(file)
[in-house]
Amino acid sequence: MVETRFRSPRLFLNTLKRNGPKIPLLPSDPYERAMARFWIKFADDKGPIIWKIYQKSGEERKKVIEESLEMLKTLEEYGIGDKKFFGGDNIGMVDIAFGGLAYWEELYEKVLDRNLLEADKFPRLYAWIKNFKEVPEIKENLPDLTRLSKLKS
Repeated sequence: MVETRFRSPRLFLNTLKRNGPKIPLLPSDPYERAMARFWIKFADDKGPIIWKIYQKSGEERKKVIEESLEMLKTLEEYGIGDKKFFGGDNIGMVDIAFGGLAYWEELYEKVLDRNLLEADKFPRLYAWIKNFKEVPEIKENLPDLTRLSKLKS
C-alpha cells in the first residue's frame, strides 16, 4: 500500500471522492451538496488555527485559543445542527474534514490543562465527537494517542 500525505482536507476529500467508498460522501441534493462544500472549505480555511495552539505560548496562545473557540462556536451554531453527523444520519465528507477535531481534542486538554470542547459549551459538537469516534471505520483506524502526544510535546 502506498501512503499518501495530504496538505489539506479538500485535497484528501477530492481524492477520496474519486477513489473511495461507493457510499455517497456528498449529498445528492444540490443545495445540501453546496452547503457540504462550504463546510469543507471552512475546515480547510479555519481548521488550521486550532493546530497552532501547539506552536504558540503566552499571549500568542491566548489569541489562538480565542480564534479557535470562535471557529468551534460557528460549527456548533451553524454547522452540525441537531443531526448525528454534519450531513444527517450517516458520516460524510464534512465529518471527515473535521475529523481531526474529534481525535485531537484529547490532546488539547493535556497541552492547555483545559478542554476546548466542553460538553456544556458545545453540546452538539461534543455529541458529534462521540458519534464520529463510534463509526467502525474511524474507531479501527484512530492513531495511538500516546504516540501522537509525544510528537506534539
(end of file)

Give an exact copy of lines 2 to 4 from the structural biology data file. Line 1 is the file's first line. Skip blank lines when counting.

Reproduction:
Amino acid sequence: MVETRFRSPRLFLNTLKRNGPKIPLLPSDPYERAMARFWIKFADDKGPIIWKIYQKSGEERKKVIEESLEMLKTLEEYGIGDKKFFGGDNIGMVDIAFGGLAYWEELYEKVLDRNLLEADKFPRLYAWIKNFKEVPEIKENLPDLTRLSKLKS
Repeated sequence: MVETRFRSPRLFLNTLKRNGPKIPLLPSDPYERAMARFWIKFADDKGPIIWKIYQKSGEERKKVIEESLEMLKTLEEYGIGDKKFFGGDNIGMVDIAFGGLAYWEELYEKVLDRNLLEADKFPRLYAWIKNFKEVPEIKENLPDLTRLSKLKS
C-alpha cells in the first residue's frame, strides 16, 4: 500500500471522492451538496488555527485559543445542527474534514490543562465527537494517542 500525505482536507476529500467508498460522501441534493462544500472549505480555511495552539505560548496562545473557540462556536451554531453527523444520519465528507477535531481534542486538554470542547459549551459538537469516534471505520483506524502526544510535546 502506498501512503499518501495530504496538505489539506479538500485535497484528501477530492481524492477520496474519486477513489473511495461507493457510499455517497456528498449529498445528492444540490443545495445540501453546496452547503457540504462550504463546510469543507471552512475546515480547510479555519481548521488550521486550532493546530497552532501547539506552536504558540503566552499571549500568542491566548489569541489562538480565542480564534479557535470562535471557529468551534460557528460549527456548533451553524454547522452540525441537531443531526448525528454534519450531513444527517450517516458520516460524510464534512465529518471527515473535521475529523481531526474529534481525535485531537484529547490532546488539547493535556497541552492547555483545559478542554476546548466542553460538553456544556458545545453540546452538539461534543455529541458529534462521540458519534464520529463510534463509526467502525474511524474507531479501527484512530492513531495511538500516546504516540501522537509525544510528537506534539